Senior Women’s Leadership Panel (Mar 8th, 2018) (Left to Right)- Angela Roseboro, Arden Hoffman, Kavitha Radhakrishnan, Sylvie Vellieux, Yamini Rangan, Adrienne Gormley (on VC)

Lesson #3: Be willing to make the life choices that work for you

As a parent of two little boys (7 and 5), I have a unique perspective of working in tech. I have seen firsthand how hard it is for parents to navigate work and life. For instance, I’ve often been asked, especially by young women, what the “best time” is to have kids. My answer now is “The right time? When it works for you.”

My kids

I put off having kids in my early career because I had seen firsthand the bias women faced, the lack of support or progress, widely called “mommy tracking.” For me, having a strong career in place before I had kids was really helpful in considering choices such as quitting work to take care of them full time or co-founding my own business. However, I’ve seen other parents have had kids early and still made it work!

Personal strategies:

  • Set your priorities. Know what is most important to you and have an active convo with your spouse/family before you have your baby. Surround yourself with people who will support your decisions. For instance, if you choose to marry, the degree of support from your spouse can make a huge difference to the choices you will make so choose wisely!
  • Break the stereotypes. Earlier, I used to hide the fact that I have kids but now, I talk about my kids often to normalize it and let me my teams know that I value all parts of my life. I want others to see that it is possible to be a parent and have a successful career.
  • Look closely at the company/team policies. Do they support parenting practices? For instance, if your know you’ll want to breastfeed your child, look into whether the company has dedicated mothers rooms so you can pump at work. Check if the teams have a good mix of parents/non-parents who can help create your support system. Check to see whether they offer flexible working options to help meet your family’s needs.

Lesson #4: Don’t put up with jerks

As women, we unfortunately, see more than our fair share of jerks. I once had a lead put his name on my presentation and another who threatened to ruin my career if I shared negative feedback with HR. Thankfully, I’ve never felt unsafe or harassed but I have great empathy for those who have faced any kind of verbal, emotional or physical abuse at work. Know this: you do not have to put up with it. Dropbox is one of the first places I feel truly embodies this value. Jerks are not tolerated here!

Personal strategies:

  • Set boundaries and keep them. If you just grin and bear it, things will not change
  • Reach out to your allies. Inform HR; document as much as you can in writing, including how it made you feel and who else saw it happen
  • If nothing works, leave. There are companies that will support you; you just need to find them

Lesson #5: Pay it forward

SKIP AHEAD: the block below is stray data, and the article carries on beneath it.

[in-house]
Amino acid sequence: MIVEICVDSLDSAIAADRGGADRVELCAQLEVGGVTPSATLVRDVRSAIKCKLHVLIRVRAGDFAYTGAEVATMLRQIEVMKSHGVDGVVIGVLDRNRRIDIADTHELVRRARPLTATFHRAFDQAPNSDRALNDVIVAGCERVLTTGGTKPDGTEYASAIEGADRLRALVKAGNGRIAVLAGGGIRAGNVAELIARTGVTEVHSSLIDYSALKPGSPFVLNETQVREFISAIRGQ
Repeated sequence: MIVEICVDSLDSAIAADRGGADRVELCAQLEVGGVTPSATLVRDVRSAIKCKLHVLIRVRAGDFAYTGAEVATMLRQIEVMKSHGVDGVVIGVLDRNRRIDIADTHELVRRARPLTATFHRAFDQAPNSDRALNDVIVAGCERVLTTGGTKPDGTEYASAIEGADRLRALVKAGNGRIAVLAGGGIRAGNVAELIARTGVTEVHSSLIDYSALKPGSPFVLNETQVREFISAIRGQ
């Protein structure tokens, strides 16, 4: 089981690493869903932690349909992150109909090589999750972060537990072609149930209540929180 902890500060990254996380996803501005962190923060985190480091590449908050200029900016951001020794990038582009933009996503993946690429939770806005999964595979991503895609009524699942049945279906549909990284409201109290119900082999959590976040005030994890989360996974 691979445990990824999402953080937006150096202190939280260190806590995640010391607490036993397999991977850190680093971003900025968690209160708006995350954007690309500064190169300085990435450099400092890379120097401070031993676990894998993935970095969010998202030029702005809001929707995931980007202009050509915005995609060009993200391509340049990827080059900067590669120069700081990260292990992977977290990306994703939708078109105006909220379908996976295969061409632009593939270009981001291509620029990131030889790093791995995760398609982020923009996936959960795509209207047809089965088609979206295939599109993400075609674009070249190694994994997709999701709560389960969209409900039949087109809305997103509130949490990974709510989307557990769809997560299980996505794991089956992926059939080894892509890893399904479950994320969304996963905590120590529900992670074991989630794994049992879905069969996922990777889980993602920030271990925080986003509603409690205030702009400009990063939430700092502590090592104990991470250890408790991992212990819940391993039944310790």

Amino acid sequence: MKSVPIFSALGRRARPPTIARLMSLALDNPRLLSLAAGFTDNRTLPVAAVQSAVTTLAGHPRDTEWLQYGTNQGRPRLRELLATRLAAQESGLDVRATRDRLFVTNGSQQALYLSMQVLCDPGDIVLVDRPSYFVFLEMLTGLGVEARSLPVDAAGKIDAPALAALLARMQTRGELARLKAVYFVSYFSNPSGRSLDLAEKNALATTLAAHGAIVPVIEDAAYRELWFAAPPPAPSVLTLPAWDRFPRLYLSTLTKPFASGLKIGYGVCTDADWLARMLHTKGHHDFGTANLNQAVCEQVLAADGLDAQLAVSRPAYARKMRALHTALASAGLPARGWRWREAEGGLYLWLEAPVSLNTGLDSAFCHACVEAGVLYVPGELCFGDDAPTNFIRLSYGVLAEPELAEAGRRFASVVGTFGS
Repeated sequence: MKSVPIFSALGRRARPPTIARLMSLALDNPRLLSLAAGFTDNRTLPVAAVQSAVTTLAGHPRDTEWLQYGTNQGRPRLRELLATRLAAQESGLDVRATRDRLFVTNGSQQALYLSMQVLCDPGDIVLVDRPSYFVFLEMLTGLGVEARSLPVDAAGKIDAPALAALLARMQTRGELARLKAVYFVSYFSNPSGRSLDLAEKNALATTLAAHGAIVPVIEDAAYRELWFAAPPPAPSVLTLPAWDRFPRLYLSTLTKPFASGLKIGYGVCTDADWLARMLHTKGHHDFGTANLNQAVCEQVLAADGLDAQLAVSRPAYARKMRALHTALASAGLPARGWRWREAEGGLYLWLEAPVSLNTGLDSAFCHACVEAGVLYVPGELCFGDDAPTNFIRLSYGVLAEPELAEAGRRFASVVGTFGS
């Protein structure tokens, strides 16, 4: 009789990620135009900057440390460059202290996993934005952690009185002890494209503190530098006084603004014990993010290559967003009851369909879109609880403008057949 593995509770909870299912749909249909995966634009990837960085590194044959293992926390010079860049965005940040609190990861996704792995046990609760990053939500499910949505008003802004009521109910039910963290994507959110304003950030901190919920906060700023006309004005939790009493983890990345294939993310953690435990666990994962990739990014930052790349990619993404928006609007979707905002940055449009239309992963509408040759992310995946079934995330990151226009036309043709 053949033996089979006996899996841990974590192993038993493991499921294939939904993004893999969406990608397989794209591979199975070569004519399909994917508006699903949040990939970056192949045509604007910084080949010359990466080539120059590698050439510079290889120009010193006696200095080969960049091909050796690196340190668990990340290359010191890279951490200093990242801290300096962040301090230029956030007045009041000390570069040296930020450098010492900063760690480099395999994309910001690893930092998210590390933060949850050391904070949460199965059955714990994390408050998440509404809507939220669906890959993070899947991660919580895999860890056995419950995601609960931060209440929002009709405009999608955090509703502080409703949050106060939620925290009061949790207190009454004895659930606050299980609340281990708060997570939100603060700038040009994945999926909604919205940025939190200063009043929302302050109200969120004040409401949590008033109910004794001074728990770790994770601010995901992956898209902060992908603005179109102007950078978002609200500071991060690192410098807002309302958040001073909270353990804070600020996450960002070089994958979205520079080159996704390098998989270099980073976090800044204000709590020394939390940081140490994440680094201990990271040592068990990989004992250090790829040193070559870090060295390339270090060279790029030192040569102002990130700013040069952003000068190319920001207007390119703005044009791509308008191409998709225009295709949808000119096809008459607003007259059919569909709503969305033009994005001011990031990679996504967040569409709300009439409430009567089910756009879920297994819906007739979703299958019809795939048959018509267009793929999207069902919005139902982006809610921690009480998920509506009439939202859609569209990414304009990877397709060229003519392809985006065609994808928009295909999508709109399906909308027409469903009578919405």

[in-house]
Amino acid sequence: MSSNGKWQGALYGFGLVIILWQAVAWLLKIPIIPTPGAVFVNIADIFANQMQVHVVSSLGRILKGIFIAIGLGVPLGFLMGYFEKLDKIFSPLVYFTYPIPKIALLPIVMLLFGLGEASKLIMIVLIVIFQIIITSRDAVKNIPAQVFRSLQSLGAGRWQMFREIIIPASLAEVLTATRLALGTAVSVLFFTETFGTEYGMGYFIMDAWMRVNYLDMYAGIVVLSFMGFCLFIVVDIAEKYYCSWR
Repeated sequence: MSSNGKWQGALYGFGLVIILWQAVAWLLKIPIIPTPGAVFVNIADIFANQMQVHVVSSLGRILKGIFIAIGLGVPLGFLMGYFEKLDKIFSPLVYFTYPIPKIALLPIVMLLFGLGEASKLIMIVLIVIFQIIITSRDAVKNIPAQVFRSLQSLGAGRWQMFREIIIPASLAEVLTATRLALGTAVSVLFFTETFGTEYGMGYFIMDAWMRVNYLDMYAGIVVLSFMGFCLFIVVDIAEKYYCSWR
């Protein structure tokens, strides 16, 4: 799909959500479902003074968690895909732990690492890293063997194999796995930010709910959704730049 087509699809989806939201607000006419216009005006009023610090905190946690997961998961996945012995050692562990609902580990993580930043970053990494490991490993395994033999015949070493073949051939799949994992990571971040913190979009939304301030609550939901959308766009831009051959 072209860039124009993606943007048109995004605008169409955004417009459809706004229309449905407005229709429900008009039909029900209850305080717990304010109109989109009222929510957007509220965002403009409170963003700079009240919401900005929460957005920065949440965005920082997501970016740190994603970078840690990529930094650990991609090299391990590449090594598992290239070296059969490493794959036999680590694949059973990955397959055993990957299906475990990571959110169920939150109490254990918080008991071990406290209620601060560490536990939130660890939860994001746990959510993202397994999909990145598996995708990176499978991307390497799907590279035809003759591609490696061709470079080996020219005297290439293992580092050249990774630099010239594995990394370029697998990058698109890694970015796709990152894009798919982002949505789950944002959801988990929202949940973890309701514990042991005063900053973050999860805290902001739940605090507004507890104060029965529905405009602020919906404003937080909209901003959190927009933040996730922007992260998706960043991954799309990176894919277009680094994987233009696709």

Ladies, we’re all are aware of the low numbers and appalling research about women in tech. I feel fortunate to have this role and I am grateful to the many women who paved this path for me, so I never take it lightly.

Personal strategies:

  • Watch for opportunities. It’s so tempting to keep your head down but we are here on the shoulders of the women before us and represent countless others, so please pay it forward. You don’t have to be a VP or above to make a difference!
  • Reach out. If you’re on a team with other women, take the time to reach out and have a coffee. It can be very isolating to be the only woman and not have the support of a community. Recently, we started the “Women in Paper” group for all the women working on Dropbox Paper across PM, Engineering, Design, Marketing, User research, UX writing, QA, and Product Analysts. We are constantly supporting each other and have deep conversations on what it means to be successful here.
Women in Dropbox Paper!

We need more women in product

Products built by diverse teams are better because who we are impacts what we build. New perspectives and backgrounds can completely change how we build products! We want global thinkers, doers, and builders to help us understand the challenges and barriers of how people interact with our products. The obstacles women face in today’s workplaces are not simple and if we want to finally make real progress here, all of us — men, women, and organizations — all need to step up and take decisive action to make it happen.

We are a small but growing number and we are always looking for amazing women to come and join the Dropbox Product team. Please come and join us and make product management a better place for all!




Stories, how-to's and learnings from the Product team at Dropbox.

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Kavitha Radhakrishnan

Kavitha Radhakrishnan

Product leader with 15+ years of deep UX experience, building and driving growth of 0->1 products, currently leading the Dropbox Paper product team